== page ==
Mully Parent Guide
The intent of this production isn't to act as an infomercial, instead it is an inspirational look at how one little person can cause big change.
Parent Movie Review
Meet Charles Mully. He’s an unassuming person in his mid-sixties, with a penchant for a broad-brimmed leather hat and sunglasses. But don’t be fooled. The man behind the dark shades is anything but ordinary.
As the documentary cameras roll, Mully begins to tell the story of his life. (The past in shown in dramatized flashbacks, where Mully is depicted as a child by Lucky Hassan and later as a teen by Clinton Odour.) Born in the countryside of Kenya, he spends his earliest years in a mud hut. He and his siblings love their mother (Angela Mutua). Yet they fear their unemployed and drunken father (Festus Musyoka Matingi) who regularly beat her (also portrayed – with few details). One morning, the young Mully awakes to discover his entire family has disappeared sometime during the night. Completely alone for the next ten years, he is forced to beg and steal to survive.
In his late teens Mully is invited to a church meeting where a Christian preacher tells him that, “With God, nothing shall be impossible.” (Luke 1: 37) Finding hope in these words, Mully walks for more than three days to reach the city of Nairobi, resolved to find work in the busy metropolis. However, his lack of education and skills soon leaves him with no choice but to beg again. This time he finds kindness at the home of an Indian woman (Elissa Shay) who wisely gives him domestic chores to do to earn his food. After the hardworking servant proves himself worthy of her trust, she recommends him to her husband, who offers Mully a job as a manager at his produce company. This big break is the beginning of Mully’s liberation from poverty. Saving some of his wages, he begins to invest in bigger and better business opportunities. Eventually he becomes a millionaire.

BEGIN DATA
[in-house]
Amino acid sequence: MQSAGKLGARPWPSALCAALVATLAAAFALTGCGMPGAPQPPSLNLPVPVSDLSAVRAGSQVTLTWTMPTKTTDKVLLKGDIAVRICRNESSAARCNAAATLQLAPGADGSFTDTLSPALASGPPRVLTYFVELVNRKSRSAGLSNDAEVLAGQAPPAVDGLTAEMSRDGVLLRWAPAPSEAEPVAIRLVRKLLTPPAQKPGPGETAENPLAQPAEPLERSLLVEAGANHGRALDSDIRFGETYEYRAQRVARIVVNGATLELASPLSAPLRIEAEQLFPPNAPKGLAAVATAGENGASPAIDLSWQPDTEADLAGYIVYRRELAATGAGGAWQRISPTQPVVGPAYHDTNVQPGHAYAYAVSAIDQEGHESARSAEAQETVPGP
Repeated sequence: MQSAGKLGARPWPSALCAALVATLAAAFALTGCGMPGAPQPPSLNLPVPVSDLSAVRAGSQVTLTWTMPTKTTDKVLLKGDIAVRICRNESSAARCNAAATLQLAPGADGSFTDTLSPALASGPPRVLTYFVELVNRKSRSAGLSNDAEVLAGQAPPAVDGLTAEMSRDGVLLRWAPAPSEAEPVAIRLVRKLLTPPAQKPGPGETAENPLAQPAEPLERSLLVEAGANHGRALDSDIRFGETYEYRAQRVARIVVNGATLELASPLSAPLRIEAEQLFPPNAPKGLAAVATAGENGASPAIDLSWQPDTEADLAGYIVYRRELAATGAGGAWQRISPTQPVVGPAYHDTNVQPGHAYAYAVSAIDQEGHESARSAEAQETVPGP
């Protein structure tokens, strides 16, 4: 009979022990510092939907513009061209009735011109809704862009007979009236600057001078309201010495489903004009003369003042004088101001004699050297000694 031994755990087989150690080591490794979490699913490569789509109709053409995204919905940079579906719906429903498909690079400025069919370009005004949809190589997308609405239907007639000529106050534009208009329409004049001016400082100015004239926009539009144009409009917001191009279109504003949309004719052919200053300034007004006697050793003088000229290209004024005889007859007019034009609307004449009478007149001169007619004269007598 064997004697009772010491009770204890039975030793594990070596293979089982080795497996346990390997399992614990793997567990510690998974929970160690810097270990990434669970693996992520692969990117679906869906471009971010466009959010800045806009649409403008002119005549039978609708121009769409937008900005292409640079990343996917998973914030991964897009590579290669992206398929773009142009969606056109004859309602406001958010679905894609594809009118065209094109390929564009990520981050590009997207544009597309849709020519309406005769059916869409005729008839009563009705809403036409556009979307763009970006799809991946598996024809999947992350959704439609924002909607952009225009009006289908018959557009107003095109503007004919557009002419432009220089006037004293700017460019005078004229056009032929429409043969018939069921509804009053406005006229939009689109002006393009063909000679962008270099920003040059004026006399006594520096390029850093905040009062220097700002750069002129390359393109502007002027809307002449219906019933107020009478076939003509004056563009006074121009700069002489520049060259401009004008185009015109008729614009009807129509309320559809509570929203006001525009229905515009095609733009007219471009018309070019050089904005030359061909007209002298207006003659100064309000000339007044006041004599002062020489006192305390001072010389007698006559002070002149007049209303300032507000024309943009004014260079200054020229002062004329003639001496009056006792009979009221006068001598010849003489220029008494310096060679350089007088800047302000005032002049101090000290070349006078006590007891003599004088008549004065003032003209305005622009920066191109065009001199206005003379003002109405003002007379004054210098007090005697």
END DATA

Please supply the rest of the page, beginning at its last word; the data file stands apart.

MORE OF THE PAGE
The documentary now introduces us to Mully’s wife and eight children. In interviews, and by sharing home videos, the family describes what it is like to live the high life and how difficult it is to accept what their husband and father did next: Mully comes home one day and announces that he promised God never to work for money again.
Because an incident with a group of street kids reminded Mully of his own disadvantaged childhood, the wealthy former businessman heads into the dangerous streets where the homeless loiter like angry, stray dogs. There he finds three young orphans. Bringing them back, he asks his wife to cook and care for them. He also expects his children to make room for them in their home. The next night he does the same thing. And the next. And the next.
Before long the house is overrun by unruly children who come with filth, lice, and no understanding of discipline. Despite objections, Mully continues to collect these outcasts, eventually moving the entourage out of the city and onto a farm. Here he gets the kids to help build housing, prepare meals and try to grow food on the desert land. Undeterred by drought, famine or political unrest, Mully’s dogged determination ends up winning over his family’s support, creating a safe oasis in a troubled country and gaining him the nickname “Father-to-the-Fatherless”.